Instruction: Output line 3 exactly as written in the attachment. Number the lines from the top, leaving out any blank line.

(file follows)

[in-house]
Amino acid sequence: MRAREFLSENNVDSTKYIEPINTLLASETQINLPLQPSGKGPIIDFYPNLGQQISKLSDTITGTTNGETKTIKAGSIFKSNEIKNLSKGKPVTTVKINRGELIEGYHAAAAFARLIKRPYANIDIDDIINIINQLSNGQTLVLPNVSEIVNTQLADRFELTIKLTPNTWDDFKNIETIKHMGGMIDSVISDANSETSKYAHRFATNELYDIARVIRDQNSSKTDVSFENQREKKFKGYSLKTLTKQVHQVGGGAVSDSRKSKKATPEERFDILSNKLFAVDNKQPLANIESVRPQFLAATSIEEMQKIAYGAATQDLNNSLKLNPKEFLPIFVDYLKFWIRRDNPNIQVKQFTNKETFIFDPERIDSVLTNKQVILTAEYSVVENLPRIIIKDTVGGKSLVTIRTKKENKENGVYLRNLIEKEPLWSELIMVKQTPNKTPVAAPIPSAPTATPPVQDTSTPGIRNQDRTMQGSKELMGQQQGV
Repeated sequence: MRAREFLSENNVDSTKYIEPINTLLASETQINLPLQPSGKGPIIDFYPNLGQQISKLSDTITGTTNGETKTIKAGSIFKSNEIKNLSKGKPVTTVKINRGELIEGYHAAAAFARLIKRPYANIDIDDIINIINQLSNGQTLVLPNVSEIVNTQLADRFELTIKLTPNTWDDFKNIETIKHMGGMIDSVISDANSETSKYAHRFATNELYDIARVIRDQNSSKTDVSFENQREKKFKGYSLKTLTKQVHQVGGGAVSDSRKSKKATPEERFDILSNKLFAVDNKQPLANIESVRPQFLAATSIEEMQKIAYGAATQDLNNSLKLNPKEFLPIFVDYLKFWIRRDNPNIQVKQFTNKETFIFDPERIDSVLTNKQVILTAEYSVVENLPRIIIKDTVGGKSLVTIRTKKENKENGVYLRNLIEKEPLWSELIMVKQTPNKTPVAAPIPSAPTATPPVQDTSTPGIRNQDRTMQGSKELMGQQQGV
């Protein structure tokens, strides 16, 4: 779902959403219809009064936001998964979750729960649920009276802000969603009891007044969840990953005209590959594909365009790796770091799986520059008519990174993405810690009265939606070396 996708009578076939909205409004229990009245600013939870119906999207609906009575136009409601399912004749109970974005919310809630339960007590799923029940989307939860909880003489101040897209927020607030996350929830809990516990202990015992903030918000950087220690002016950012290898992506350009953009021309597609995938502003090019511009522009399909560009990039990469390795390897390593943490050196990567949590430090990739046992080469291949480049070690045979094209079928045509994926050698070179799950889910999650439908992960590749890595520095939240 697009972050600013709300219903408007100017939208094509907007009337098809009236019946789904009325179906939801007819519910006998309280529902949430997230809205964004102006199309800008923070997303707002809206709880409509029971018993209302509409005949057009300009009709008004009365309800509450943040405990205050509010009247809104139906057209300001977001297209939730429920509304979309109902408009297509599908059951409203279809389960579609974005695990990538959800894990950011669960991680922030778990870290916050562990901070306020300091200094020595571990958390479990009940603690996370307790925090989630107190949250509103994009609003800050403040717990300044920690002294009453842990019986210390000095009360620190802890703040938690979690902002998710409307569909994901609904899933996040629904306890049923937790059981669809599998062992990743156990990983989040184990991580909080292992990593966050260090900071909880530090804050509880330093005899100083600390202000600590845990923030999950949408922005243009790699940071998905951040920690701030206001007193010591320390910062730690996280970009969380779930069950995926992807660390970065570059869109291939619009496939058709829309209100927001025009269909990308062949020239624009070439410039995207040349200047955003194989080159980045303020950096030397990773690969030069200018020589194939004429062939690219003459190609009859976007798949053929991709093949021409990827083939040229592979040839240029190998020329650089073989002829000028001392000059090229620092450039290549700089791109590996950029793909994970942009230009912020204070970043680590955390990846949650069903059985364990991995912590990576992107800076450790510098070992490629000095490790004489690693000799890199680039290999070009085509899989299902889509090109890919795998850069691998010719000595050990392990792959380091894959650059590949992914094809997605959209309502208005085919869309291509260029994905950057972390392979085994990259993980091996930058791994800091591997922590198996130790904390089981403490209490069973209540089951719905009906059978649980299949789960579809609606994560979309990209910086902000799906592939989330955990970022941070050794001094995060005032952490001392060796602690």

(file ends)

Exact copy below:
Repeated sequence: MRAREFLSENNVDSTKYIEPINTLLASETQINLPLQPSGKGPIIDFYPNLGQQISKLSDTITGTTNGETKTIKAGSIFKSNEIKNLSKGKPVTTVKINRGELIEGYHAAAAFARLIKRPYANIDIDDIINIINQLSNGQTLVLPNVSEIVNTQLADRFELTIKLTPNTWDDFKNIETIKHMGGMIDSVISDANSETSKYAHRFATNELYDIARVIRDQNSSKTDVSFENQREKKFKGYSLKTLTKQVHQVGGGAVSDSRKSKKATPEERFDILSNKLFAVDNKQPLANIESVRPQFLAATSIEEMQKIAYGAATQDLNNSLKLNPKEFLPIFVDYLKFWIRRDNPNIQVKQFTNKETFIFDPERIDSVLTNKQVILTAEYSVVENLPRIIIKDTVGGKSLVTIRTKKENKENGVYLRNLIEKEPLWSELIMVKQTPNKTPVAAPIPSAPTATPPVQDTSTPGIRNQDRTMQGSKELMGQQQGV